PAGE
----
'Chamber music has been part of the mother's milk of my education,' says the 74-year-old Isaac Stern, whose quizzical, mischievous smile frames profound wisdom and humility. Stern is an energetic, Old-Testament Peter Pan, forever jetting here and there, but with an inner repose that protects the youthful core of his artistry. The members of 'his' piano quartet, all of whom he has either known or collaborated with almost since they were children, plainly adore him - and the feelings are obviously mutual.
'We just listen to each other and we match. It's a kind of joyous exuberance, and I think that comes across. And we can also be deeply introspective in our music-making, because none of us has at any time worried about the strength of music being more important than we are.' That's very much a shared philosophy, although taken individually, each of the other quartet members has his own very marked personality.
The Polish-born pianist Emanuel Ax sees himself as keeping everyone's nose hard to the grindstone. 'Of the four of us,' he says, 'I'm the biggest worrier, the one who always sees the glasses half-empty.'
The violist Jaime Laredo confirms the idea of Manny as 'the worrier - even when he's playing beautifully', but the cellist Yo-Yo Ma thinks of him as the quartet's 'intellectual policeman', the group's musical conscience, someone who makes sure 'that things are done properly'.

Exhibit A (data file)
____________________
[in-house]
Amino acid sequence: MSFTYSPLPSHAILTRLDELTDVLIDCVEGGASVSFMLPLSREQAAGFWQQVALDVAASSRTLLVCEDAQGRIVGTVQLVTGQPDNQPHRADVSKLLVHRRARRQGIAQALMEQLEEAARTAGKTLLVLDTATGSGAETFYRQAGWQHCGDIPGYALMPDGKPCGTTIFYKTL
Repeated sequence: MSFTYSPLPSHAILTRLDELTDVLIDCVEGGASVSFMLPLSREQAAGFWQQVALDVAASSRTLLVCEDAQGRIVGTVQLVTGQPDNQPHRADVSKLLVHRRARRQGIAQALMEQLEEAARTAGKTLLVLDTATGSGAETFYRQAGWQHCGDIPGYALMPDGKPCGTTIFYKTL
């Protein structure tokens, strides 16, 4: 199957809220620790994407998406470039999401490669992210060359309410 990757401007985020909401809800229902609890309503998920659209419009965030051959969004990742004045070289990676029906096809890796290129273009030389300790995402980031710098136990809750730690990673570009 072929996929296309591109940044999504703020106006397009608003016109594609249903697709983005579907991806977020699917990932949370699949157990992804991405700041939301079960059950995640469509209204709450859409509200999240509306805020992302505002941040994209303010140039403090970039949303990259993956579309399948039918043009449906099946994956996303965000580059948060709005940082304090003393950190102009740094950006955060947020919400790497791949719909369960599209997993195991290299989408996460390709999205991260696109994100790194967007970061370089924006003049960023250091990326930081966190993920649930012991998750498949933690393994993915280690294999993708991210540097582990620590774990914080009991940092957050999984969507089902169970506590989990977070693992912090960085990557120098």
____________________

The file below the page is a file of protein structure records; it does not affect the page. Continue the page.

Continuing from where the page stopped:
A prize-winning pianist with a fluent technique and a much-feted sense of musical balance, Ax has remained refreshingly humble. 'We were recording the Mozart Piano Quartets a couple of weeks ago,' he told me recently. 'It was very demanding and I was annoying everybody over various things. At one point I was talking to Yo-Yo and said to him that if, years ago, anybody had suggested to me that I would one day be giving grief to Isaac Stern, I would have said they were nuts]' And yet 'giving grief' is never seen as a problem, certainly not to Ma, whose consummate technical skill Stern describes as 'quicksilver', and who is variously characterised as 'the showman' by Ax and as 'the searcher' by Laredo.
Ma confessed to occasional group disagreements, with the proviso that 'they really do get resolved very quickly: but they are confronted. It's done with whatever method of persuasion someone feels. Manny is the more verbal, whereas Isaac - well, he has these unbelievable instincts. He likes to flirt with danger and is always willing to try new things. With Jaime, however, you see it in his eyes.'
Jaime Laredo is well-known in Britain through his work with the Scottish Chamber Orchestra. Isaac Stern refers to his 'marvellous control of the instrument and wonderful sound', his ability to make the music smile, while Ax thinks of him as a 'unifying force'.
Stern, too, confirms that the quartet always reaches a consensus, albeit 'sometimes noisily. But we reach it because we have to, and quite how we interpret the composer's message and make it our own - what accents we give it with our tongues and what role with our impetus - that very much depends.'
He confesses that things can happen on the spur of the moment. 'We all play along in something very familiar, and then, without saying the word, one of us will lift a shoulder, or cock an eyebrow, or wink - except that we don't, we do it in the music and everybody hears it.'